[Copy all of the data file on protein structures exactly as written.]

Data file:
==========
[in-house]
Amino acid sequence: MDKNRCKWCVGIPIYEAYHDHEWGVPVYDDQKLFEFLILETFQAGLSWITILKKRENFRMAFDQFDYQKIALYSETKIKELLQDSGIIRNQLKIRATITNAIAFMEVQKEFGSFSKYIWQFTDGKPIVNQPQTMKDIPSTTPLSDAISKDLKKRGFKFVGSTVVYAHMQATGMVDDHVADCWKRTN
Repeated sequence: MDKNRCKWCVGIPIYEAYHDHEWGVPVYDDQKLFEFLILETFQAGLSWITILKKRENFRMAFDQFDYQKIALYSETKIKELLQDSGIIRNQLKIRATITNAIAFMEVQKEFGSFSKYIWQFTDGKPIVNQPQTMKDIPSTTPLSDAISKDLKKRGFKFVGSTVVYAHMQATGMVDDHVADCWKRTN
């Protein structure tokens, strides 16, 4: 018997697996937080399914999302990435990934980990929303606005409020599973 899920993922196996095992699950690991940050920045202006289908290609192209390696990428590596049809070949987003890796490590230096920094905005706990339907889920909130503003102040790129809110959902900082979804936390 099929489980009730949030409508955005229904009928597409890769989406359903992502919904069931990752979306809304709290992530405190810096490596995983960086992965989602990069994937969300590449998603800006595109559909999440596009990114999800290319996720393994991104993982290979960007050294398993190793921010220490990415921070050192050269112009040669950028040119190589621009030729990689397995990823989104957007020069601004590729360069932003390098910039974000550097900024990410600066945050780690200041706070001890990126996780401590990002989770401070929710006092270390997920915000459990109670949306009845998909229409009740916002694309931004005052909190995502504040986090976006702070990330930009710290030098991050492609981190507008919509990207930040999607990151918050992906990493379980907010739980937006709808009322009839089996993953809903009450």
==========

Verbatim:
[in-house]
Amino acid sequence: MDKNRCKWCVGIPIYEAYHDHEWGVPVYDDQKLFEFLILETFQAGLSWITILKKRENFRMAFDQFDYQKIALYSETKIKELLQDSGIIRNQLKIRATITNAIAFMEVQKEFGSFSKYIWQFTDGKPIVNQPQTMKDIPSTTPLSDAISKDLKKRGFKFVGSTVVYAHMQATGMVDDHVADCWKRTN
Repeated sequence: MDKNRCKWCVGIPIYEAYHDHEWGVPVYDDQKLFEFLILETFQAGLSWITILKKRENFRMAFDQFDYQKIALYSETKIKELLQDSGIIRNQLKIRATITNAIAFMEVQKEFGSFSKYIWQFTDGKPIVNQPQTMKDIPSTTPLSDAISKDLKKRGFKFVGSTVVYAHMQATGMVDDHVADCWKRTN
């Protein structure tokens, strides 16, 4: 018997697996937080399914999302990435990934980990929303606005409020599973 899920993922196996095992699950690991940050920045202006289908290609192209390696990428590596049809070949987003890796490590230096920094905005706990339907889920909130503003102040790129809110959902900082979804936390 099929489980009730949030409508955005229904009928597409890769989406359903992502919904069931990752979306809304709290992530405190810096490596995983960086992965989602990069994937969300590449998603800006595109559909999440596009990114999800290319996720393994991104993982290979960007050294398993190793921010220490990415921070050192050269112009040669950028040119190589621009030729990689397995990823989104957007020069601004590729360069932003390098910039974000550097900024990410600066945050780690200041706070001890990126996780401590990002989770401070929710006092270390997920915000459990109670949306009845998909229409009740916002694309931004005052909190995502504040986090976006702070990330930009710290030098991050492609981190507008919509990207930040999607990151918050992906990493379980907010739980937006709808009322009839089996993953809903009450």